One Second After and over one million other books are available for Amazon Kindle. Learn more
  • List Price: CDN$ 29.99
  • You Save: CDN$ 11.19 (37%)
FREE Shipping on orders over CDN$ 25.
Only 2 left in stock (more on the way).
Ships from and sold by
Gift-wrap available.
One Second After has been added to your Cart
+ CDN$ 6.49 shipping
Used: Very Good | Details
Sold by WonderBook-USA
Condition: Used: Very Good
Comment: Ships from the US. Expected delivery 7-14 business days.Serving Millions of Book Lovers since 1980. Very Good condition. Very Good dust jacket.
Have one to sell?
Flip to back Flip to front
Listen Playing... Paused   You're listening to a sample of the Audible audio edition.
Learn more
See all 2 images

One Second After Hardcover – Mar 17 2009

See all 12 formats and editions Hide other formats and editions
Amazon Price New from Used from
Kindle Edition
"Please retry"
"Please retry"
CDN$ 18.80
CDN$ 16.88 CDN$ 12.35

Product Details

  • Hardcover: 352 pages
  • Publisher: Forge Books; 1 edition (March 17 2009)
  • Language: English
  • ISBN-10: 0765317583
  • ISBN-13: 978-0765317582
  • Product Dimensions: 16.3 x 3.1 x 24.1 cm
  • Shipping Weight: 635 g
  • Average Customer Review: 3.8 out of 5 stars  See all reviews (37 customer reviews)
  • Amazon Bestsellers Rank: #293,183 in Books (See Top 100 in Books)

Product Description


"Civilization slides into the abyss of a new dark age in this horrifying apocalyptic novel.  Forstchen has put Bin Laden's wet dream on paper and, in the process, taken civilization straight to the rack."--Stephen Coonts, author of The Assassin

“The only thing more terrifying than this masterfully crafted story is the possibility of it actually happening—and not a damn thing being done to protect us.”
--W.E.B. Griffin & William E. Butterworth IV

"Forstchen's work has flair and power."--Joel Rosenberg, author of The Sleeping Dragon

"One of the most intriguing writers today in the field of historical and military science fiction."--Harry Turtledove, author of Guns of the South

"Good storytelling consists very simply of creating characters so believable that the reader forms a deep bond. Forstchen did such a damned fine job with One Second After that shortly after the first page, I had been reeled in hook, line, and sinker."--David Hagberg, author of Dance with the Dragon

About the Author

William R. Forstchen is the author of We Look Like Men of War, among numerous other books in diverse subjects ranging from history to science fiction. He has co-authored several books with Newt Gingrich, including Gettysburg: A Novel of the Civil War, Pearl Harbor, Days of Infamy, To Try Men’s Souls and Valley Forge. Forstchen holds a Ph.D. in History from Purdue University, with specializations in military history and the history of technology. He is currently a Faculty Fellow and Professor of History at Montreat College, near Asheville North Carolina. He is a pilot and flies an original WWII recon "warbird." He resides near Asheville with his daughter Meghan.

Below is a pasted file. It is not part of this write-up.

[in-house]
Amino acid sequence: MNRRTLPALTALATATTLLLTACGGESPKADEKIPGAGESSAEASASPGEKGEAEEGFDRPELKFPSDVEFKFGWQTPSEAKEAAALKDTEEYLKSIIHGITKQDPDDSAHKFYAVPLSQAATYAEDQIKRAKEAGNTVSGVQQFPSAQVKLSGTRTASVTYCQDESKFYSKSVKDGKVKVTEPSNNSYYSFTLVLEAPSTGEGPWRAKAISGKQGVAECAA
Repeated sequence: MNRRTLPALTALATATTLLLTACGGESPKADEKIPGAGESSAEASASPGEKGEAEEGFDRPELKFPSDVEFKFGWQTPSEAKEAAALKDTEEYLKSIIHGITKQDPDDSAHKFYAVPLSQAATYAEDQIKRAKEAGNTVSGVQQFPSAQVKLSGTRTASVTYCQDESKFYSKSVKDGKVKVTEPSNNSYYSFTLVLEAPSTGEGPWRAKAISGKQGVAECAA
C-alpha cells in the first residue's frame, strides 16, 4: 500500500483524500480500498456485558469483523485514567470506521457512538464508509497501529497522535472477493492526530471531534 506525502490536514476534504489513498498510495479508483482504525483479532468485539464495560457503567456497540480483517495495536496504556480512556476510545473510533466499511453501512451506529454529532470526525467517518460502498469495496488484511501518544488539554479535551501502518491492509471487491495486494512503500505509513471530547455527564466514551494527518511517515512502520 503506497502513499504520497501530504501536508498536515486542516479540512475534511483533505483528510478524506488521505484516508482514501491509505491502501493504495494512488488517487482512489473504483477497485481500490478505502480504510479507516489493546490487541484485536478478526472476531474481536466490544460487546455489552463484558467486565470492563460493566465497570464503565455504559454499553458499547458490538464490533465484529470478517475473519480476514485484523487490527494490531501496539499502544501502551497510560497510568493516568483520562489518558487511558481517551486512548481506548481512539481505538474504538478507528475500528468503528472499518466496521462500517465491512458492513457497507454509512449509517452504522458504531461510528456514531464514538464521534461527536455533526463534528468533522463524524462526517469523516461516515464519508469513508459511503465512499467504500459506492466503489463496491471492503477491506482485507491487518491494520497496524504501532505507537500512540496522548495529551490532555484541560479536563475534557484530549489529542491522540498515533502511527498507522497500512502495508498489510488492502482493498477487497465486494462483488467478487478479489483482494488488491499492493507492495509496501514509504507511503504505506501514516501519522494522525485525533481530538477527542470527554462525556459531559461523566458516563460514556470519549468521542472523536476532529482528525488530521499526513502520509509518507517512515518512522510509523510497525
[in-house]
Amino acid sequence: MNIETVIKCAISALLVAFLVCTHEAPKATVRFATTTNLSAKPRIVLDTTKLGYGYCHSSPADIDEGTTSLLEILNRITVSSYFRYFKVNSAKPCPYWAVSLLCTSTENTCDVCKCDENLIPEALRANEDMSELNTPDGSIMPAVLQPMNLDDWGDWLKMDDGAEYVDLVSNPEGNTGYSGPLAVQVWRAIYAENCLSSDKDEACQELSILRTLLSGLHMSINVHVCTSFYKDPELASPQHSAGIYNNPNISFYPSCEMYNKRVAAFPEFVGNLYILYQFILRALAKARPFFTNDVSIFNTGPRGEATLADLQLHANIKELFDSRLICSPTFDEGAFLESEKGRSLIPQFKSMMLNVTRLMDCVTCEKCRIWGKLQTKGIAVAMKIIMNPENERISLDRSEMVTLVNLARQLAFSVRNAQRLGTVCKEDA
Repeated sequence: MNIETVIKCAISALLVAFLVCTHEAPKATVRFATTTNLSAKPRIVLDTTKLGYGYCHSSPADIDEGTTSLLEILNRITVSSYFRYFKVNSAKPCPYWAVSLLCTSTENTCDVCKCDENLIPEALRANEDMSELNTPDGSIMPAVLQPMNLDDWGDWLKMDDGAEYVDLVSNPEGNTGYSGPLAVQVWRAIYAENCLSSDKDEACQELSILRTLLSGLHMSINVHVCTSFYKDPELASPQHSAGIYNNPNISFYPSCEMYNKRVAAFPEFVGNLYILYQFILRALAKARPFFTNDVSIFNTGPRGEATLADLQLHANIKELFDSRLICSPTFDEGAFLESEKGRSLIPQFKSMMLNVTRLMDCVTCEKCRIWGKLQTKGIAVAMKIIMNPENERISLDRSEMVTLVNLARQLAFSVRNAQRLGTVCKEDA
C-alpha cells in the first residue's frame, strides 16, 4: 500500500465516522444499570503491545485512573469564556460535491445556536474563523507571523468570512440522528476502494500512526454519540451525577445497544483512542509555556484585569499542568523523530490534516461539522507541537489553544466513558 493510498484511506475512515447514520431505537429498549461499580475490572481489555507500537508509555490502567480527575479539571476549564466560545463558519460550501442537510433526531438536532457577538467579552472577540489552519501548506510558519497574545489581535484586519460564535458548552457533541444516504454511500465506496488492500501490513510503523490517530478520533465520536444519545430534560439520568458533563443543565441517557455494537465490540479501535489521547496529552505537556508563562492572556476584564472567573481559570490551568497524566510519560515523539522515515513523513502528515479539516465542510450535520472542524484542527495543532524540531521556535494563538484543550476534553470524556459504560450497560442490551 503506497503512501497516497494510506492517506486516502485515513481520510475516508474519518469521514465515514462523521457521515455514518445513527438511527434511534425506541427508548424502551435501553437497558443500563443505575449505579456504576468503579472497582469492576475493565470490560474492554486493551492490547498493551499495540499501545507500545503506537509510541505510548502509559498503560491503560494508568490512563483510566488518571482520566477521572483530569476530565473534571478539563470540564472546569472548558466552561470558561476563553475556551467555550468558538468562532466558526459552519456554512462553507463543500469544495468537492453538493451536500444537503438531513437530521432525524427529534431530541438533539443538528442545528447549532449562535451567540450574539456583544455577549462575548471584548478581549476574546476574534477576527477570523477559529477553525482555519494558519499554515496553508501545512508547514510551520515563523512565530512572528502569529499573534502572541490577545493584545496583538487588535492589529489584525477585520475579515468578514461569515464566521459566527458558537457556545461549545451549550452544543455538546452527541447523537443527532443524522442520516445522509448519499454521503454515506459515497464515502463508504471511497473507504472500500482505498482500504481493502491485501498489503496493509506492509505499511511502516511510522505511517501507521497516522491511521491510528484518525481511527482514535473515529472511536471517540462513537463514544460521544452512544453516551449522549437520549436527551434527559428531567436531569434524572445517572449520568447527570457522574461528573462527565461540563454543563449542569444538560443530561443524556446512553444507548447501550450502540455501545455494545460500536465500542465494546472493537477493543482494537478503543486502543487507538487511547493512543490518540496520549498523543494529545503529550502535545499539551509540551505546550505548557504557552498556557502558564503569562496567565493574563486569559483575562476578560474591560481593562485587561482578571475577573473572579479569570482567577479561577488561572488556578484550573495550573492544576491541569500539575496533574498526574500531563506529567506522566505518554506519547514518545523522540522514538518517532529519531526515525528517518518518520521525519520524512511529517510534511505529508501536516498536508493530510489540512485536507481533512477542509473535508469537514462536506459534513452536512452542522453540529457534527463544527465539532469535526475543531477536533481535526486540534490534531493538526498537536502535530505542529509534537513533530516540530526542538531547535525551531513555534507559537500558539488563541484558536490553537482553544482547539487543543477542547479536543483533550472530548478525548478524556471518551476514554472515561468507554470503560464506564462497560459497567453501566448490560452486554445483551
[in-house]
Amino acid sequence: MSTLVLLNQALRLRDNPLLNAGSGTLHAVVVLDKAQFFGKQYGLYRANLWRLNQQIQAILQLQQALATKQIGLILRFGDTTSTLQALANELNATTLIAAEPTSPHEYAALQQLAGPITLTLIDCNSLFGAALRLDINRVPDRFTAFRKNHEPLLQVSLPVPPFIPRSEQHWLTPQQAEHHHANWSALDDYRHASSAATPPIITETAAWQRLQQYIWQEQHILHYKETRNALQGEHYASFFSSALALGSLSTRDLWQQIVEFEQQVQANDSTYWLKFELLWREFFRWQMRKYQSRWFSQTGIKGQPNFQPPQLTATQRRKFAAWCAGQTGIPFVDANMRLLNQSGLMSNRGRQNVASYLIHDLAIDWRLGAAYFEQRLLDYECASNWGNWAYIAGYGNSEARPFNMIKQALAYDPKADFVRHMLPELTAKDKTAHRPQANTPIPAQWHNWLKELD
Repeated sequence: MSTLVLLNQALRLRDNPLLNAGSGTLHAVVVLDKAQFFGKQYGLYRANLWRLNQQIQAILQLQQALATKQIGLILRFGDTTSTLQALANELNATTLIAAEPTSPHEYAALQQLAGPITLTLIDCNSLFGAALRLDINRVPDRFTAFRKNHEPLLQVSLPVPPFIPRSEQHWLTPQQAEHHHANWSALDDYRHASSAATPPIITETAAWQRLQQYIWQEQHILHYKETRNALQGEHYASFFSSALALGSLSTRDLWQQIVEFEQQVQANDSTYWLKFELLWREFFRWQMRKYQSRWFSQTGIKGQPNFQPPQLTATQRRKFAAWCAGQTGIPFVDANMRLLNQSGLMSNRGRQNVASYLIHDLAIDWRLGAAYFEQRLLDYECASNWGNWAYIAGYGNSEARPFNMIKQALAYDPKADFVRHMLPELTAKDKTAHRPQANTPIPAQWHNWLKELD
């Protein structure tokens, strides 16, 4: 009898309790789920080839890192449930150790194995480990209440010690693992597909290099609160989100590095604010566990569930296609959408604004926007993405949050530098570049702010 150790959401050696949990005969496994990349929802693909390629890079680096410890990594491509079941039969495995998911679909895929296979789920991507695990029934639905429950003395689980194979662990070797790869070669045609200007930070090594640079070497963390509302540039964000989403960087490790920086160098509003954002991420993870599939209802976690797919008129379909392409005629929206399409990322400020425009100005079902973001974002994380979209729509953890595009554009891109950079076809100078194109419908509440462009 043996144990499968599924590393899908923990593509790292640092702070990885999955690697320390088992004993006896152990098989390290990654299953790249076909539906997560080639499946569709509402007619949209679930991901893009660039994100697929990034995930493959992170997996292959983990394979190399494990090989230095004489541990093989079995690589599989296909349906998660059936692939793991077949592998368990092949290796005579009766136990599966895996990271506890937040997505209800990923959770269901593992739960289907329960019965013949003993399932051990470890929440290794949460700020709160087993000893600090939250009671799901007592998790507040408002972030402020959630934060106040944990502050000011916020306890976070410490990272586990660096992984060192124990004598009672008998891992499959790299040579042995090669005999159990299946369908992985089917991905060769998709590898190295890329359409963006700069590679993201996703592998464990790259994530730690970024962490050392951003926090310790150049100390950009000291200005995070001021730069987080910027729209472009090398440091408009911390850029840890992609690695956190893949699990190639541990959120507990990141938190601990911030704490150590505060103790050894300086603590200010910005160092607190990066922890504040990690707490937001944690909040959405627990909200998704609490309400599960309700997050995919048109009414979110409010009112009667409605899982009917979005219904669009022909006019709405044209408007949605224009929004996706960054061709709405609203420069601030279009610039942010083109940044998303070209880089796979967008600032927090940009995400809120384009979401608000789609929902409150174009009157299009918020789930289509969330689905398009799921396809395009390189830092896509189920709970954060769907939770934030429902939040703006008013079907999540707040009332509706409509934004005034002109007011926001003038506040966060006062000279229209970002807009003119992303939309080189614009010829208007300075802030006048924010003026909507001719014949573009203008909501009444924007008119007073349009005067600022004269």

Inside This Book (Learn More)
Browse Sample Pages
Front Cover | Copyright | Excerpt | Back Cover
Search inside this book:

What Other Items Do Customers Buy After Viewing This Item?

Customer Reviews

3.8 out of 5 stars

Most helpful customer reviews

1 of 1 people found the following review helpful By Michel on June 3 2011
Format: Paperback
1 week ago I picked up this book and didn't set it down until tears ran down my face! There is a part that tore out my heart and I just could not go on. Sorry no spoilers!!!

This is a story about a small town coping with WWIII after the US is hit by EMP. I live in a small town so I can relate.

The author did a fabulous job of touching many subjects most forget. I have read most of the Deathlands series - it doesn't come close to this. If this happens, food runs out, friends turn against each other, no electricty, no computers, no communication and no medication.

There are parts that put you to sleep, around page 300 when the main characters talks to a professor.... blah blah blah

Also, this should have been made into a triology. 500 pages was not enough. It felt as the author rushed the last 200 pages.

If you want something that hits home, that is more then reality read this!


Was this review helpful to you? Yes No Sending feedback...
Thank you for your feedback. If this review is inappropriate, please let us know.
Sorry, we failed to record your vote. Please try again.
6 of 7 people found the following review helpful By Jon Archibald on Nov. 18 2012
Format: Paperback
This book is inriguing technically and the plot moves fast enough which kept me reading. Still there was this right-wing tone evoking in my mind the Mel Gibson vehicle "We Were Soldiers". Here the good guys are all ex-mil and the bad guys are just bad: druggies, gangs etc.

Examples were lines like that alluding to global warming which "may be a threat", or "...Don't insult me Tom (or was it Charlie?), you know my politics", when it was suggested to the protagonist that sharing supplies equally among townsfolk was communism (read "socialism" now the Red Scare has fizzled). What's the dramatic purpose of that? How is it necessary to advance the plot?